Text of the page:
RUSSIAN ex-spy Sergei Skripal was poisoned with a nerve gas in Salisbury as a warning to other double agents, a top lawyer has claimed.

Ben Keith, a barrister specialising in Russian political cases, believes the attack was meant to send a message to any spies thinking of "betraying" Moscow. He said that high-ranking Kremlin officials may have ordered Mr Skripal's poisoning to show that "traitors are never safe".

Mr Skripal, 66, and his 33-year-old daughter, Yuli are fighting for their lives in hospital after falling ill in the Wiltshire city on Sunday.

Counter-terror police have launched a major probe into how the pair were targeted with a nerve agent. 

Mr. Keith told "I don't think this incident was part of any overarching strategy by Vladimir Putin to sow discord in the West." "This is more likely about about personal animosity to anyone who's opposed to the Russian state and has been spying against Russia.

"It's not yet clear whether this poisoning was state-sponsored, or whether it was carried out by a faction who are trying to flex their muscles.

"But Putin is popular in Russia because he's seen as a very strong figure. Part of the reason for this perception is that, under his leadership, traitors can't escape, they're never safe."

Boris Johnson said the case had "echoes" of the death of Alexander Litvinenko, a Russian dissident who was fatally poisoned in London in 2006.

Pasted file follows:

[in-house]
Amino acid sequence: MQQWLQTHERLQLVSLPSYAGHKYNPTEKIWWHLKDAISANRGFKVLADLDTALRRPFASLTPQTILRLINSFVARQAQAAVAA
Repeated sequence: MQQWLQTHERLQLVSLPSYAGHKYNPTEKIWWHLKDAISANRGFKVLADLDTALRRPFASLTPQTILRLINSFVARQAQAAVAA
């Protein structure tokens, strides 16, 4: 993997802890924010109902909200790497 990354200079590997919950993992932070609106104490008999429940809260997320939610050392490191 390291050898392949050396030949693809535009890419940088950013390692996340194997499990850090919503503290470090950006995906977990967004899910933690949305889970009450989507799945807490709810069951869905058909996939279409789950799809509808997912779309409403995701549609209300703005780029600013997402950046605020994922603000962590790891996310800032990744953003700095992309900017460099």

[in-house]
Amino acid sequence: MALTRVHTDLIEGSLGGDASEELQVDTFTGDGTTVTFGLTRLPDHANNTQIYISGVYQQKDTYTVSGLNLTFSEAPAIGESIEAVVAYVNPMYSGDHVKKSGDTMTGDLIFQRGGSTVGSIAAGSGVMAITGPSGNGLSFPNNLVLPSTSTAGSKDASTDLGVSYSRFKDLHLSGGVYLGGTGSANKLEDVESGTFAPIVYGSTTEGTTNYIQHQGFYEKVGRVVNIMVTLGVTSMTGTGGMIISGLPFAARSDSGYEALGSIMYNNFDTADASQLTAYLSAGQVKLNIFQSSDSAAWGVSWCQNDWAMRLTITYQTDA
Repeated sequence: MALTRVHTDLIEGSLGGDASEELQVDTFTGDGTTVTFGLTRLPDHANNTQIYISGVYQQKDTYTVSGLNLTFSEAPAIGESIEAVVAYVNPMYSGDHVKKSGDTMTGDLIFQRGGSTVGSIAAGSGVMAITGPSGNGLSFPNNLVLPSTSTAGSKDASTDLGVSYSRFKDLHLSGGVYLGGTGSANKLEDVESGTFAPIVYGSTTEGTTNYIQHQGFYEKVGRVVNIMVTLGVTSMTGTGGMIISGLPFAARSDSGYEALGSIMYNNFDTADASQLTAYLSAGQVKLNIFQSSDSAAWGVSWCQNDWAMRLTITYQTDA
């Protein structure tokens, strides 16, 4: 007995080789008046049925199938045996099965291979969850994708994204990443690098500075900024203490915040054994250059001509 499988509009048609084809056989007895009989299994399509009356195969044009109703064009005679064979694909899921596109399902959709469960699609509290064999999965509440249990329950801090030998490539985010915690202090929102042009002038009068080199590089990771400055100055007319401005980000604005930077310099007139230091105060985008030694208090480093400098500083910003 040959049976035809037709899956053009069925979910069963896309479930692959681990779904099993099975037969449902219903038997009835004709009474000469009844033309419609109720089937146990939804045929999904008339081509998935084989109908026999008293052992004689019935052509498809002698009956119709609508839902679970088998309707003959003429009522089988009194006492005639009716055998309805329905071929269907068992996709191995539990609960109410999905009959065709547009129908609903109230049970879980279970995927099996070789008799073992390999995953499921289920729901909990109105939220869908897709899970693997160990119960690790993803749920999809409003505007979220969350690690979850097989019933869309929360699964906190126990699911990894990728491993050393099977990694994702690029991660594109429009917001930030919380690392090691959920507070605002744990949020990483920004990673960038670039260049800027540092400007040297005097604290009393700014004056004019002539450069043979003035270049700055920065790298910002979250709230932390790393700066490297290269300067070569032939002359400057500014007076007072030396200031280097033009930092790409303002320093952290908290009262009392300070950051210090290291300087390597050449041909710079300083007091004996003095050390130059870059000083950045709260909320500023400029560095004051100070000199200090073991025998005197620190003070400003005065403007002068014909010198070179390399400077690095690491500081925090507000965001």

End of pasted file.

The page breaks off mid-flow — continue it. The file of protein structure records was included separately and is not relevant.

The Foreign Secretary also said the UK would respond "robustly" if it there was state involvement.

But the Russian embassy hit back, saying it was "completely untrue" to suggest the country's special services were involved.

An embassy spokesman also criticised Mr Johnson for speaking "in such a manner as if the investigation was already over".

Mr Skripal was convicted in 2006 of passing state secrets to MI6 before being given refuge in the UK as part of a spy swap in 2010.

This article was originally published by the Daily Express on 7 March 2018 and can be viewed online here.

Ben Keith is ranked in Chambers and Partners as a band 1 leader in the field of Extradition at the London Bar. Ben is also ranked in the Legal 500 as a band 1 leading individual in international crime and extradition at the London Bar.